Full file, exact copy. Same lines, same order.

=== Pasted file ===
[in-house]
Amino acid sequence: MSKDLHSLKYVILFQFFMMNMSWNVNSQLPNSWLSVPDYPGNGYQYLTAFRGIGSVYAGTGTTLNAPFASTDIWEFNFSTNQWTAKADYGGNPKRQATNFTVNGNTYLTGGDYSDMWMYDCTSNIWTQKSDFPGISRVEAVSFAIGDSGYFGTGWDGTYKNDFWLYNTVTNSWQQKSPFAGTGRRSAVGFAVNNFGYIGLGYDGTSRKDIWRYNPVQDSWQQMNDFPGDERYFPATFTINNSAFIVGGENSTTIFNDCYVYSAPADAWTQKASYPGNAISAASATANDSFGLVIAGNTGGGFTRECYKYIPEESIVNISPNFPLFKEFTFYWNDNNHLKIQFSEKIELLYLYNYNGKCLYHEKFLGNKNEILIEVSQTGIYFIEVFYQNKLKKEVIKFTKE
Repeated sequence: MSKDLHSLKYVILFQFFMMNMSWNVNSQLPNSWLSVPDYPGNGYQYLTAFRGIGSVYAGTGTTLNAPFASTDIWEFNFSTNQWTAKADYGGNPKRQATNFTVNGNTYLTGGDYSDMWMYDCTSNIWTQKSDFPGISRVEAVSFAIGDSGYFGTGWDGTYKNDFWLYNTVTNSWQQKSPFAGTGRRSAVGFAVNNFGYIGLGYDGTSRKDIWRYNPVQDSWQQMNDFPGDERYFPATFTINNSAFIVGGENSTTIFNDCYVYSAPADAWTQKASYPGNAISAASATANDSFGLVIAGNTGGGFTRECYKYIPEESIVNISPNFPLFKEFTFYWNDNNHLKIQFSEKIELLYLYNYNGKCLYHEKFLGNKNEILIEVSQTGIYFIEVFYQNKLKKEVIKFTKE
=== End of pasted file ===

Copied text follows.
[in-house]
Amino acid sequence: MSKDLHSLKYVILFQFFMMNMSWNVNSQLPNSWLSVPDYPGNGYQYLTAFRGIGSVYAGTGTTLNAPFASTDIWEFNFSTNQWTAKADYGGNPKRQATNFTVNGNTYLTGGDYSDMWMYDCTSNIWTQKSDFPGISRVEAVSFAIGDSGYFGTGWDGTYKNDFWLYNTVTNSWQQKSPFAGTGRRSAVGFAVNNFGYIGLGYDGTSRKDIWRYNPVQDSWQQMNDFPGDERYFPATFTINNSAFIVGGENSTTIFNDCYVYSAPADAWTQKASYPGNAISAASATANDSFGLVIAGNTGGGFTRECYKYIPEESIVNISPNFPLFKEFTFYWNDNNHLKIQFSEKIELLYLYNYNGKCLYHEKFLGNKNEILIEVSQTGIYFIEVFYQNKLKKEVIKFTKE
Repeated sequence: MSKDLHSLKYVILFQFFMMNMSWNVNSQLPNSWLSVPDYPGNGYQYLTAFRGIGSVYAGTGTTLNAPFASTDIWEFNFSTNQWTAKADYGGNPKRQATNFTVNGNTYLTGGDYSDMWMYDCTSNIWTQKSDFPGISRVEAVSFAIGDSGYFGTGWDGTYKNDFWLYNTVTNSWQQKSPFAGTGRRSAVGFAVNNFGYIGLGYDGTSRKDIWRYNPVQDSWQQMNDFPGDERYFPATFTINNSAFIVGGENSTTIFNDCYVYSAPADAWTQKASYPGNAISAASATANDSFGLVIAGNTGGGFTRECYKYIPEESIVNISPNFPLFKEFTFYWNDNNHLKIQFSEKIELLYLYNYNGKCLYHEKFLGNKNEILIEVSQTGIYFIEVFYQNKLKKEVIKFTKE